The Office of Management and Budget (OMB) said that Mick MulvaneyJohn (Mick) Michael MulvaneyOvernight Regulation: EPA sued over water rule delay | House passes bill to ease ObamaCare calorie rule | Regulators talk bitcoin | Patient groups oppose FDA ‘right to try’ bill Mnuchin wants to know how consumer bureau is handling Equifax breach Overnight Finance: Senators near two-year budget deal | Trump would ‘love to see a shutdown’ over immigration | Dow closes nearly 600 points higher after volatile day | Trade deficit at highest level since 2008 | Pawlenty leaving Wall Street group MORE would vote for President TrumpDonald John TrumpTillerson: Russia already looking to interfere in 2018 midterms Dems pick up deep-red legislative seat in Missouri Speier on Trump’s desire for military parade: ‘We have a Napoleon in the making’ MORE’s budget proposal if he were still in Congress after the OMB director suggested he would not during a Senate hearing on Tuesday.
Mulvaney, who was on Capitol Hill to defend the proposal, said he “probably would have found enough shortcomings” in the document to vote against it if he were still a congressman. But the OMB said Mulvaney was referring to a spending cap deal reached last week, not the actual Trump budget.
It was the most memorable moment of Mulvaney’s hearing, a Capitol Hill ritual the day after the presidential budget request’s release.
During the Senate Budget Committee’s hearing on Tuesday, Sen. Patty MurrayPatricia (Patty) Lynn MurrayLawmakers eye retirement help for gig economy workers Overnight Regulation: Labor Department reportedly hid unfavorable report on tip-pooling rule | NY plans to sue EPA over water rule | Senators urge FTC to probe company selling fake Twitter followers Trump’s vows to take on drug prices, opioids draw skepticism MORE (D-Wash.) asked Mulvaney if he would have voted for “this budget that you’re presenting.” She noted that Mulvaney said over the weekend that he wouldn’t have voted for the deal Trump signed last week to increase spending caps by about $300 billion over two years.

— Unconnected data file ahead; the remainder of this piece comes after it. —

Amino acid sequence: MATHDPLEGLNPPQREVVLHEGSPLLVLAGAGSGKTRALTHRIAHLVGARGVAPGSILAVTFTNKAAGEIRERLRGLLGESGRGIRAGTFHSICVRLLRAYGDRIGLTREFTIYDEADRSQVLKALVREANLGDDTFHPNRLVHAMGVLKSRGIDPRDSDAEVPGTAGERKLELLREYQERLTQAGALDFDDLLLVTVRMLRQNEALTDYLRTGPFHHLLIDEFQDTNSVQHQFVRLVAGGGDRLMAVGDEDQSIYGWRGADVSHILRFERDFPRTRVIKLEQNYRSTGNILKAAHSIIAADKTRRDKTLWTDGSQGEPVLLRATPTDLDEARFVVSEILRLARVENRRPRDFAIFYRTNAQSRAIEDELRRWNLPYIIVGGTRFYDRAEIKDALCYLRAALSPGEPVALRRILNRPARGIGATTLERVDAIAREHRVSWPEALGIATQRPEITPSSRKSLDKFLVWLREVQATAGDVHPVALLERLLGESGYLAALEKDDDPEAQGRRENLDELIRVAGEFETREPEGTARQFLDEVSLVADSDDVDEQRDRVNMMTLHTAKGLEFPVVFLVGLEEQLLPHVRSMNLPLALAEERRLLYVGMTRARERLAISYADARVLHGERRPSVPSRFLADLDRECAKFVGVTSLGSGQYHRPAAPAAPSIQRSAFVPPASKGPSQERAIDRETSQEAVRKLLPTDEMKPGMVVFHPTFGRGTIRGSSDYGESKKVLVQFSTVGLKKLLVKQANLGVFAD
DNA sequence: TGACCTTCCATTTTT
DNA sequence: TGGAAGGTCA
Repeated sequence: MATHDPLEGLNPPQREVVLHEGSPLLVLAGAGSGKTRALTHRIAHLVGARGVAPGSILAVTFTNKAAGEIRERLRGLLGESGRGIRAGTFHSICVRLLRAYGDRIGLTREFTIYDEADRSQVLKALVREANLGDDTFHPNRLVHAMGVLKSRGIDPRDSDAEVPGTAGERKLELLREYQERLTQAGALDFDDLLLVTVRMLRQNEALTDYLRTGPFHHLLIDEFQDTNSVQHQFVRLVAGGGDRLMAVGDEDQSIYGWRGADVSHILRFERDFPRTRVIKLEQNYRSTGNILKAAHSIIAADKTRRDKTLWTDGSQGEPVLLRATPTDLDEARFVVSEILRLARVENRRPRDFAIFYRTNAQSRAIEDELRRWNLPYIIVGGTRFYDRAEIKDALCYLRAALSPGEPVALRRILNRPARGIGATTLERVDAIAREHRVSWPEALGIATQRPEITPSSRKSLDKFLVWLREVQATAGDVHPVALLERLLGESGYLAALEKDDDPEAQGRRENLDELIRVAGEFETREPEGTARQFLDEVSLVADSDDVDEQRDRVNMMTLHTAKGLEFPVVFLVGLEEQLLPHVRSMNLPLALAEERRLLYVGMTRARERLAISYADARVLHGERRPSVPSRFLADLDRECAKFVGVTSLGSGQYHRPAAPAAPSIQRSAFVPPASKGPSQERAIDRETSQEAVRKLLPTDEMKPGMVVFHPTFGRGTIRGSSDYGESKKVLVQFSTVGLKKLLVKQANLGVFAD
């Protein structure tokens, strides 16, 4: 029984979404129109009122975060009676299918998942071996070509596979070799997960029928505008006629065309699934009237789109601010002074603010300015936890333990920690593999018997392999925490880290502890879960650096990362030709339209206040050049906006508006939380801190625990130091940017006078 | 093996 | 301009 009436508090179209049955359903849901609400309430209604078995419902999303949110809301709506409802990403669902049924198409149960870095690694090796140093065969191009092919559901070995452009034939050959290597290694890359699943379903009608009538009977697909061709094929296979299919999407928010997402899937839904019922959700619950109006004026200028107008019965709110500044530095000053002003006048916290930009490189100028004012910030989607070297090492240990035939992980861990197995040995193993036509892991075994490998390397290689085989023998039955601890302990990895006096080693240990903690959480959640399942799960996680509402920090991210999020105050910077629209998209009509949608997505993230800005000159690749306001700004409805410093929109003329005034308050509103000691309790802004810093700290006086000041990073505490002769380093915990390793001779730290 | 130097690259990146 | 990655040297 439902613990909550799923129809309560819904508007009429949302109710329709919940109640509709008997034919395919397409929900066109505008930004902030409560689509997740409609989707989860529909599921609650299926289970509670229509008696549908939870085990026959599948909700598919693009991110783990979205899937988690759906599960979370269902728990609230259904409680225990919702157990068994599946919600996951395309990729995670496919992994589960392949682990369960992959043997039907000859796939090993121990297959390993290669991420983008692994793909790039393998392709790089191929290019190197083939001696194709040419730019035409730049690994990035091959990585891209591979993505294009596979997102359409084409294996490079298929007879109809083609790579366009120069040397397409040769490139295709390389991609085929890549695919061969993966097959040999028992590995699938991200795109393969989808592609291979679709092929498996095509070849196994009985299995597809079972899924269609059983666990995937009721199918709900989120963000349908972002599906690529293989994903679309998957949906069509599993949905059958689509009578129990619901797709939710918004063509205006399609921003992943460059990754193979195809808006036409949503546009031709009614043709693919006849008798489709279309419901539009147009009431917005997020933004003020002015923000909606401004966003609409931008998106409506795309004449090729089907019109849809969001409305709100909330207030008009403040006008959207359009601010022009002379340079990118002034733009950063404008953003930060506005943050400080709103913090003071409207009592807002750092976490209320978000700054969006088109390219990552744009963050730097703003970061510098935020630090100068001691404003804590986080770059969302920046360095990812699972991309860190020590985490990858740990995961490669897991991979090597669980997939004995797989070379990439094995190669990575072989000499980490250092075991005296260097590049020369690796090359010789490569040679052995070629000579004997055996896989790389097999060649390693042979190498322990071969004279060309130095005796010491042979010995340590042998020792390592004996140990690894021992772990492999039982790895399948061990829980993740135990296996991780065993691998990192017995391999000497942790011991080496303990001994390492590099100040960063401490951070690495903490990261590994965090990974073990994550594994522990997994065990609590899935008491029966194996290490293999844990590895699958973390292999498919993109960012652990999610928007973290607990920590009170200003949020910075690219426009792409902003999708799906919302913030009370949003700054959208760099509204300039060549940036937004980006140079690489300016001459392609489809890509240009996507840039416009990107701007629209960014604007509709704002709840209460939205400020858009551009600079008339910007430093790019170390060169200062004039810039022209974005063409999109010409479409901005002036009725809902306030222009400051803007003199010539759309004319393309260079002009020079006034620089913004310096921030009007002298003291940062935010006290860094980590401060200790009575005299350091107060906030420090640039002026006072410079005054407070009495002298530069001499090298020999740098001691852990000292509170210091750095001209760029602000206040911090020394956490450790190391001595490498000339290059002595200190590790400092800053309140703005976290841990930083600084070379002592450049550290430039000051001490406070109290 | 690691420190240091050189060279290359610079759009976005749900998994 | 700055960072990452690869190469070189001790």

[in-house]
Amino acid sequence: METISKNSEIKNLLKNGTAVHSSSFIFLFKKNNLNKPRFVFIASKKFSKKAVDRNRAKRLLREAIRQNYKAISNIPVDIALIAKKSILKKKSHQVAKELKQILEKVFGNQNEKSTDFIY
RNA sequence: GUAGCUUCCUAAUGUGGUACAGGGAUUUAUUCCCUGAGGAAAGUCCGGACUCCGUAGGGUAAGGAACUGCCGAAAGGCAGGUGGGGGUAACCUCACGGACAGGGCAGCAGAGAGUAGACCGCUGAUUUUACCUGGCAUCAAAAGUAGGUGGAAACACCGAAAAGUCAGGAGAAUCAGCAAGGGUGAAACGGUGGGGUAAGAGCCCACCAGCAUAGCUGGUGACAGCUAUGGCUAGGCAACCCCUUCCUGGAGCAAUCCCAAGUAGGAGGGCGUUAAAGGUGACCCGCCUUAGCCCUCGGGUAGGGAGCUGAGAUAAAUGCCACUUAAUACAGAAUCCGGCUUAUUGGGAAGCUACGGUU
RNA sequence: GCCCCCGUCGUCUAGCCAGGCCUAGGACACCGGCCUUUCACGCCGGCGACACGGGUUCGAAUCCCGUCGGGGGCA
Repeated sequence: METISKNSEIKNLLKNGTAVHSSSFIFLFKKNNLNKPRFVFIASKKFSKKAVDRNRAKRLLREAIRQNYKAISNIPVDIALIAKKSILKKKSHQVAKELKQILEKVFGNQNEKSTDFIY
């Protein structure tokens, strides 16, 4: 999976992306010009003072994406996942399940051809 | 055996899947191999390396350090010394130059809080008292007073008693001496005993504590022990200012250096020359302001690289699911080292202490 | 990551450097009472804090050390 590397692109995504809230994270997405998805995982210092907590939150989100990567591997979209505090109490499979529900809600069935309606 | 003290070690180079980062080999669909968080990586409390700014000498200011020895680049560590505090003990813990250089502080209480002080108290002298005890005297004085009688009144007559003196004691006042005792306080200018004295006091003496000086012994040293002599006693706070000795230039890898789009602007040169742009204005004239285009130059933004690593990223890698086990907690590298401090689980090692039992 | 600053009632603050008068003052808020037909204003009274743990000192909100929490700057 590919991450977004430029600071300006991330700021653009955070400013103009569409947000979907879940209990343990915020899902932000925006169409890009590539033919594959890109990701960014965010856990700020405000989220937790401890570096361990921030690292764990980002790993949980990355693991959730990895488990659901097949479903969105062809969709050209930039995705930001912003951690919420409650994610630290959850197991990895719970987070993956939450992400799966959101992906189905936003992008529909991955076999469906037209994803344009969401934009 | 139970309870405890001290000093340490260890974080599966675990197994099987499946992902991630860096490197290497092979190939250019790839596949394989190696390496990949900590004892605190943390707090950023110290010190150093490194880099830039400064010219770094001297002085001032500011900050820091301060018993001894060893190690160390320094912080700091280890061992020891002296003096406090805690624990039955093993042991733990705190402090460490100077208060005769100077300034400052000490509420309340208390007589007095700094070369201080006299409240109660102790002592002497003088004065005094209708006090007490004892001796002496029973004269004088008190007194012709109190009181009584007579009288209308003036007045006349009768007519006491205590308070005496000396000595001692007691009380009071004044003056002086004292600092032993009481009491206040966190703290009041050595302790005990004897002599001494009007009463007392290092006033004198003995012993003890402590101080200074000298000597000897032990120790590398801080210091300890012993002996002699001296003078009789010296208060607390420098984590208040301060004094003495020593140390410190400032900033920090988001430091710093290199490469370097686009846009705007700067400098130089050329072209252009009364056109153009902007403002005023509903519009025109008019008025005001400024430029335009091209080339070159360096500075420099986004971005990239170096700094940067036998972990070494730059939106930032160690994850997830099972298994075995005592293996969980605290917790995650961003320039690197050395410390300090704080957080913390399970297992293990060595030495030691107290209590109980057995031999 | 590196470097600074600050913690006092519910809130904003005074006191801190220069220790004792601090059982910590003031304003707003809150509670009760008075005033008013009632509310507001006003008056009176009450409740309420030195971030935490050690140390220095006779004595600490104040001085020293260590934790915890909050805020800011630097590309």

“I can give the same answer I gave on Sunday, which is that as a member of Congress representing the 5th District of South Carolina, I probably would have found enough shortcomings in this to vote against it, as did many members of this committee,” Mulvaney replied. “But I’m the director of the Office of Management and Budget, and my job is to try and fund the president’s priorities, which is exactly what we did.”
The comments attracted attention, since it would be highly unusual for an OMB director to criticize the budget he spearheaded.
But an OMB spokeswoman claimed that Mulvaney wasn’t talking about Trump’s budget when he replied to Murray.
“Just to be clear, Director Mulvaney was referring to the recent caps deal when answering Senator Murray’s question this morning. Naturally, he would vote for the President’s [fiscal 2019] budget that he released yesterday,” OMB spokeswoman Meghan Burris said in a statement.
Mulvaney, a founding member of the conservative House Freedom Caucus, was known in Congress as a fiscal hawk who voted against spending deals.
Regardless of how Mulvaney would have voted on Trump’s budget, it’s clear that, as OMB director, he has supported measures that he would have found unappealing as a lawmaker. In September, Mulvaney came to Capitol Hill to sell GOP lawmakers on a deal to raise the debt limit that he likely would have opposed if still in Congress.
Mulvaney appears to have a good relationship with Trump — in addition to running the OMB, the president named him acting director of the Consumer Financial Protection Bureau in November. Mulvaney’s name has also been floated as a potential future White House chief of staff.
The president’s budget still reflects some of Mulvaney’s priorities and includes proposals to cut deficits by more than $3 trillion over 10 years.
But Trump’s budget, which Mulvaney took a lead role in developing, doesn’t balance — a departure from previous Republican budget proposals.